Frequently Asked Questions About Sprouted Grains

1
Can I use sprouted flour to make sourdough bread?

No, you shouldn’t use sprouted flour when making sourdough bread. The bacteria in the sourdough starter wants to break down the enzyme inhibitors in the flour. This has already been accomplished when you make sprouted flour. So if you were to use sprouted flour when making sourdough bread, there’s nothing for the bacteria to break down. Your bread might not rise or work properly.

2
How long should I let my grains sprout?

The optimal amount of time to sprout your grains is 36 hours. You will see very tiny white stubs coming out of the end of the grains. Long sprouts on the grains are not desirable. A tiny sprout is best. When you sprout it longer, it alters the grain, reducing its beneficial properties.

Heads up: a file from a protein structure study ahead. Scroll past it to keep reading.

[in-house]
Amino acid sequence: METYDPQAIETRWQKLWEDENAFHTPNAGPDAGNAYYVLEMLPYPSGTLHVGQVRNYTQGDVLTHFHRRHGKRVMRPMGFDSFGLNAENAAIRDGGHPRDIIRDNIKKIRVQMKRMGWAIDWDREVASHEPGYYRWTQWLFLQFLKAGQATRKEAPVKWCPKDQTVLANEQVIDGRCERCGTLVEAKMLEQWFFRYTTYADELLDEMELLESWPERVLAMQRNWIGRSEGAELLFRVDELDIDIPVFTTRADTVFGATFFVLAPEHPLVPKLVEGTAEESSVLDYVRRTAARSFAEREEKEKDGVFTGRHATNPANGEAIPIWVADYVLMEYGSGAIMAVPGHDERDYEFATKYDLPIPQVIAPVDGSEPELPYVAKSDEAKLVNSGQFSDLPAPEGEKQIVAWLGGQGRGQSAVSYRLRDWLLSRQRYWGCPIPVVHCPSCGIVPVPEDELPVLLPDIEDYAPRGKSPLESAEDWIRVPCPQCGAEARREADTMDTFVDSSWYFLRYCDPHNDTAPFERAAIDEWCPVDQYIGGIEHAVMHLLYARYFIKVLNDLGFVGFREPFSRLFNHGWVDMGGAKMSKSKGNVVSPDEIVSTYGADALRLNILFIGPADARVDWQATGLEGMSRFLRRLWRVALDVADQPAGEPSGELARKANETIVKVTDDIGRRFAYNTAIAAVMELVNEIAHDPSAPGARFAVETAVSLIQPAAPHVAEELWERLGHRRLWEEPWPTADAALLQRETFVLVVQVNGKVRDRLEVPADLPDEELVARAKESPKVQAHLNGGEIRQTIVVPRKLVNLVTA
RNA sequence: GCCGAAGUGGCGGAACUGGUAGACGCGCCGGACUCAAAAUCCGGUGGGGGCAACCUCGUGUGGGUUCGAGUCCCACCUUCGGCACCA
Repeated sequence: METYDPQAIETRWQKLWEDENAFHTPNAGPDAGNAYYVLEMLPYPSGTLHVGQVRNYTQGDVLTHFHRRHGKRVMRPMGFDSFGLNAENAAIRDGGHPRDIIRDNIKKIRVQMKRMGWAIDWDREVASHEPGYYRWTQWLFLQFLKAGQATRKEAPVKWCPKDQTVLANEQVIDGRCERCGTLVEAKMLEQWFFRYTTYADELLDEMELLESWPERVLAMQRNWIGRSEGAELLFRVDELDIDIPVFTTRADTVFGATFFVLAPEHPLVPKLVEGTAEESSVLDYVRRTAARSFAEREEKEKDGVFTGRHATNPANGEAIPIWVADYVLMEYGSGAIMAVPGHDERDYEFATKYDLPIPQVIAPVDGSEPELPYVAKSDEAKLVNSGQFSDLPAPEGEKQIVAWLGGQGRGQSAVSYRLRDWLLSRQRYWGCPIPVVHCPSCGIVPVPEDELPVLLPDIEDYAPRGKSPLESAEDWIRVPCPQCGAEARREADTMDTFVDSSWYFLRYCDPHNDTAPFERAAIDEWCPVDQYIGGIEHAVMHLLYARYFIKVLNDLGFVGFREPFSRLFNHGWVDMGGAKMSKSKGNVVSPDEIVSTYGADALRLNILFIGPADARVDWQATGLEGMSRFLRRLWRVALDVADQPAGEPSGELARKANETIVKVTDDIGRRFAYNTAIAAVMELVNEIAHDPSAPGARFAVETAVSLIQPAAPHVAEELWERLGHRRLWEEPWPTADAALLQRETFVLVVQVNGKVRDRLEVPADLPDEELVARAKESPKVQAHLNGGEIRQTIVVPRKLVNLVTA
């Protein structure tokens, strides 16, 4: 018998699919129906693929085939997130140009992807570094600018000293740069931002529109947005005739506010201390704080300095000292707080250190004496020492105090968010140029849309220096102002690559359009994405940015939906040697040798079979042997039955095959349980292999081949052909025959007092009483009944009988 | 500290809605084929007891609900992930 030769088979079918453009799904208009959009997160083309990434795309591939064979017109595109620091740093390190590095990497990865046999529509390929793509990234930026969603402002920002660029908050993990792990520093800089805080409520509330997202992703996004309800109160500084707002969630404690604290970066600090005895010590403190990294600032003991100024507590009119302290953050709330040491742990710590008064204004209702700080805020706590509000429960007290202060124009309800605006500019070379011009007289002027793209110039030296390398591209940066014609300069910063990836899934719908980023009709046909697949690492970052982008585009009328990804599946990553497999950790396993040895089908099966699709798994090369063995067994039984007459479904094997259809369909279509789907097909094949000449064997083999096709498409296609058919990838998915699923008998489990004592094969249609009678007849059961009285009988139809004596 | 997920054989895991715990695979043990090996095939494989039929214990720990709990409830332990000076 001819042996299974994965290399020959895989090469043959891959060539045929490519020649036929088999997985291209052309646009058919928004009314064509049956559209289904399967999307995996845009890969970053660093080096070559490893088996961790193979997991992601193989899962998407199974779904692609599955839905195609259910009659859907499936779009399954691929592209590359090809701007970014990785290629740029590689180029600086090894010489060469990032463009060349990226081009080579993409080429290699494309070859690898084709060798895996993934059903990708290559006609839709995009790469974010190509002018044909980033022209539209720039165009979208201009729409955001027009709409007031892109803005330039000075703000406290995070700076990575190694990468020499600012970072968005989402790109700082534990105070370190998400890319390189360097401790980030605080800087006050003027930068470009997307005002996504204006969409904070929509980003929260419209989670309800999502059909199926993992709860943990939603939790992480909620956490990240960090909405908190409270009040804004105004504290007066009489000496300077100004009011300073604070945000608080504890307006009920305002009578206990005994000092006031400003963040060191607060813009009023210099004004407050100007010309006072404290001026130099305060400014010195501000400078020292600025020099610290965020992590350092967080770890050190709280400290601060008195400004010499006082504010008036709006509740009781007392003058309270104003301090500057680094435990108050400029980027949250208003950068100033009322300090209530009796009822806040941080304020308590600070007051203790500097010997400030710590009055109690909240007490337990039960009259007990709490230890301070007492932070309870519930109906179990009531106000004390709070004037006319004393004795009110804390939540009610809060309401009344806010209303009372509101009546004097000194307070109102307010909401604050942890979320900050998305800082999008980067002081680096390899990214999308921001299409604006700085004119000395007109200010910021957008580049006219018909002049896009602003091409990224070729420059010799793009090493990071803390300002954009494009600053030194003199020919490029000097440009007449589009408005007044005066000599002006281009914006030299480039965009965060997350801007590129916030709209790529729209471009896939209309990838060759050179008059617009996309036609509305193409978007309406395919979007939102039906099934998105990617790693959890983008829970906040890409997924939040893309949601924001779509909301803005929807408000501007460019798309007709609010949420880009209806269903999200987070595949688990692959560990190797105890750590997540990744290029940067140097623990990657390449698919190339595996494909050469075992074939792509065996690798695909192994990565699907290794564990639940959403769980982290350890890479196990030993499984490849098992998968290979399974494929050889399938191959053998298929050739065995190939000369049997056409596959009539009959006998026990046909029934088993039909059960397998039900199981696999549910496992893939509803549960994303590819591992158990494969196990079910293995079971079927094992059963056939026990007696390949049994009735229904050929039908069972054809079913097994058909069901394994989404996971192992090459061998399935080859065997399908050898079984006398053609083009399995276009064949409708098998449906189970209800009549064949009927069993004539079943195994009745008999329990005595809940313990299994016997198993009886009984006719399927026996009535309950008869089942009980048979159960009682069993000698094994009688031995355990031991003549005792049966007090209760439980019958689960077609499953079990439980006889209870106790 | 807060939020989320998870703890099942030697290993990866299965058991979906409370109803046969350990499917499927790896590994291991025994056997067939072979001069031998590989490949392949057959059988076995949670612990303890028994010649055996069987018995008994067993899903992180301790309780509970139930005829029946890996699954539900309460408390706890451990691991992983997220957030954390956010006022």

3
How long does sprouted flour keep after milling?

Sprouted flour can be stored at room temperature for six months after milling unlike unsprouted flour that must be used immediately so it doesn’t go rancid. The germ cell of the grain is the part that degrades and becomes rancid when milled. When grains are sprouted, the germ cell is consumed by the endosperm and it is no longer in a state that can become rancid. This is one of the many advantages of sprouted flour.

4

Can I use sprouted flour as a substitute for regular flour?

Yes, you can substitute sprouted flour for conventional flour one-to-one in most recipes. I do this all the time, and it works great. However, you shouldn’t use sprouted flour when making sourdough bread. The bacteria in the sourdough starter wants to break down the enzyme inhibitors in the flour. This has already been accomplished when you make sprouted flour. So if you were to use sprouted flour when making sourdough bread, there’s nothing for the bacteria to break down. Your bread might not rise or work properly.